Updated by Gary Nager

Pride Elementary principal Paulette English (left) with Pride media specialist and 2024 Hillsborough County Public Schools’ Ida S. Baker Diversity Educator of the Year award finalist Suzy Tkacik in the school’s Media Center. (Photo provided by Hillsborough County Public Schools)

Among more than 200 nominations for the 2024 Hillsborough County Ida S. Baker Diversity Educator of the Year award, just four finalists were selected.

And, although she didn’t end up winning the award, one of those four standout District-wide educators/finalists was Pride Elementary media specialist Suzy Tkacik.

“Mrs. Tkacik is deserving of this recognition because she positively influences every student, teacher, support person, district worker, and visitor who comes our way,” says Pride principal Paulette English. “She is enthusiastic, creative, motivating, and kind. Because of her leadership and love for students, our Media Center is a cheerful, well-organized, welcoming environment, and always buzzing with happy students, teachers and volunteers.”

The Ida S. Baker Diversity Educator of the Year is one of three awards given out each year by the Hillsborough Education Foundation, in partnership with Hillsborough County Public Schools. 

According to the Foundation’s website, the award is named after Ida S. Baker, who became the first African-American to serve as Deputy Superintendent for the Florida Department of Education (DoE), after she also was the founding principal of Cape Coral High and the first-ever Black high school principal in Lee County. Baker was known for her efforts to support diverse students and encourage academic success. After her passing in 1992, the DoE created this statewide award in her honor.

Each school in Hillsborough County may nominate one teacher who, “embodies the pioneering spirit of Ida S. Baker by going above and beyond to meet the needs of our diverse student population.”

Suzy says she loves being the media specialist at Pride, where most of the school’s families come from other countries.

“About 60 percent of our families are from India, and then we have students from China, South America, Africa, Europe, Eastern Europe and others,” she says. “I’ve gotten to meet students from all around the world.”

She says that once she meets a student, she tries very hard to remember his or her name. “We have students who have more than 20 characters in their first name alone,” she says. “I take a lot of time to learn their names and learn how to pronounce them. It matters a great deal to me.”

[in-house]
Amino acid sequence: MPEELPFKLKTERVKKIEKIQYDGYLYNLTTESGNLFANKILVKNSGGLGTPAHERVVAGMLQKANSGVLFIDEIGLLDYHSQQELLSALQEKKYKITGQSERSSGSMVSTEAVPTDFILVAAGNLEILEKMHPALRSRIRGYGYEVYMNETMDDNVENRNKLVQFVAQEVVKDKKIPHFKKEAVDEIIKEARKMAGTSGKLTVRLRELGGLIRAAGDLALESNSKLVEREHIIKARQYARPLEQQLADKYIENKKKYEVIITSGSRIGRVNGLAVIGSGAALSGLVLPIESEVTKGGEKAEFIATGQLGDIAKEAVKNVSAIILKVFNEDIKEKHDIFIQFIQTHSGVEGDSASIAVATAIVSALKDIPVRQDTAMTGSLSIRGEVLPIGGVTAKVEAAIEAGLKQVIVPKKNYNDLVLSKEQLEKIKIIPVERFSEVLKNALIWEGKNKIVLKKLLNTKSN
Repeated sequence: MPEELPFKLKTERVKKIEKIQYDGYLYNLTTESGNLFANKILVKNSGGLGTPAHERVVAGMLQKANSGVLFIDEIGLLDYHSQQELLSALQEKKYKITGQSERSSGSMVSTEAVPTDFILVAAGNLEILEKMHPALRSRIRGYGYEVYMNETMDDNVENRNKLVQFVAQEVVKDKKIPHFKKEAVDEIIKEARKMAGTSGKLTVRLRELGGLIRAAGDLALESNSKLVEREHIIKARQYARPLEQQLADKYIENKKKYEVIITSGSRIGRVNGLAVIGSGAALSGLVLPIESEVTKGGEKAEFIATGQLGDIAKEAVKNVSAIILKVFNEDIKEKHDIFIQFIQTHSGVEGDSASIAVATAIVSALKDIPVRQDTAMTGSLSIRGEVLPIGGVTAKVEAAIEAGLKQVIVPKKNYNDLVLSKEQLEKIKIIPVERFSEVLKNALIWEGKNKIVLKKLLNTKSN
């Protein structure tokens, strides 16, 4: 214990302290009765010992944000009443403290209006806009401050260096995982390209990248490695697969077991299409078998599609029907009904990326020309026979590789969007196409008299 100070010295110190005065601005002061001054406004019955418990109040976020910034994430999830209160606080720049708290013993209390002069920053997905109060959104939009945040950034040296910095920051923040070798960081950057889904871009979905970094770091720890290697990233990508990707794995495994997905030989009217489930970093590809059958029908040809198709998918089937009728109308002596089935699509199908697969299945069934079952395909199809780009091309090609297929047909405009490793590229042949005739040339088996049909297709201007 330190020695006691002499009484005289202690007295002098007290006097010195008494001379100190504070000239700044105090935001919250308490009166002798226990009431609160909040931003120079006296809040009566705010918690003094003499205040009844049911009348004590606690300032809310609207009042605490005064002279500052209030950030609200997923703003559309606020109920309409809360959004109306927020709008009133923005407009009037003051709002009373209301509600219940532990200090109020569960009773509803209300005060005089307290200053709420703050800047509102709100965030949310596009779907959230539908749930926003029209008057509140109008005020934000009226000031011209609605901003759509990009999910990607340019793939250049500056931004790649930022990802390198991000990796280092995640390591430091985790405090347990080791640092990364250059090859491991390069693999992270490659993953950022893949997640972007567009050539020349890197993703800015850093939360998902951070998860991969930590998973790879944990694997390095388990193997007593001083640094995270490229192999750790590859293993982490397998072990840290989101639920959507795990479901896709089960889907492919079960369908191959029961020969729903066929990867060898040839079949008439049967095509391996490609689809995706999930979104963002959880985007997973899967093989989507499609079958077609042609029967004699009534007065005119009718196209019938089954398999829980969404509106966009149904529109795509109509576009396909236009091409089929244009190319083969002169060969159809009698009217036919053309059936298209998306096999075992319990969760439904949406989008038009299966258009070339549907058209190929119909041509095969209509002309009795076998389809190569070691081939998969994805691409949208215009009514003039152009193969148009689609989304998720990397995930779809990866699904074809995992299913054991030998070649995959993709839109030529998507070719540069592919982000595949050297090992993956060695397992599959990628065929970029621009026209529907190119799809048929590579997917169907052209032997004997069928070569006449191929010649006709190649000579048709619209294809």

And then, she also makes sure that every student is represented in the Media Center’s library by the books and materials that are available to them.

She says she recently had a seven-year-old ask for a book about her home country of Jordan. Since there wasn’t one already in the library, Suzy found one to be added to the collection. When it arrived in the Media Center last week, Suzy says the girl’s eyes just lit up.

“That’s Amman!,” she says the girl exclaimed as she flipped through the pages. “That’s my city!”

Suzy says the wonderful diversity of her school has had a deep impact on her. 

She thinks back to last fall, when she challenged her students to share information about the Hindu festival of Diwali on the school’s morning show. Suzy says she learned about the ways Diwali is celebrated by many of the school’s families who are from India. While it’s a common holiday to celebrate, each family has different traditions and some even have different beliefs about the origin of Diwali.

“When I get to hear their stories of their rich backgrounds, I want to soak it all in,” Suzy says. “They teach me more than anything.”

Suzy has been the media specialist at Pride since she launched her second career 15 years ago. Before that, she earned a degree in public relations and journalism. She says once her children — who are now 28, 25, and 22 — started school, she “discovered school libraries and what cool places they are” and returned to college to earn a Master of Arts (M.S.) degree in Library Information science from University of South Florida (USF). 

For the last 15 years, she says she has been surrounded by fantastic educators who do an amazing job of maintaining Pride’s “A” rating year after year.

“I don’t have a degree in education,” Suzy says, “so everything I’ve learned about being an educator has been from watching my great colleagues. It’s a team effort.”

Unfortunately for the timing of our Feb. 6 New Tampa issue, Hillsborough County’s 2024 Excellence in Education Awards Gala was held on Feb. 1, after that issue went to press. The Ida S. Baker Award winner this year was Dr. Ilfaut Joseph of Jennings Middle School.  The other two annual awards announced at the Excellence in Education program on Feb. 1 were the 2024 Teacher of the Year Dr. Clayton Nylund of Blake High and Instructional Support Employee of the Year Maria Ortiz of Temple Terrace Elementary

All 11 schools in New Tampa submitted a nominee in each of the three categories. But this year, Suzy was the only New Tampa nominee to be chosen as a finalist in any category. “Our amazing Mrs. Tkacik wears lots of hats and is many things to many people,” English says. “She makes every child feel special and makes everyone she works with feel valued and appreciated.”

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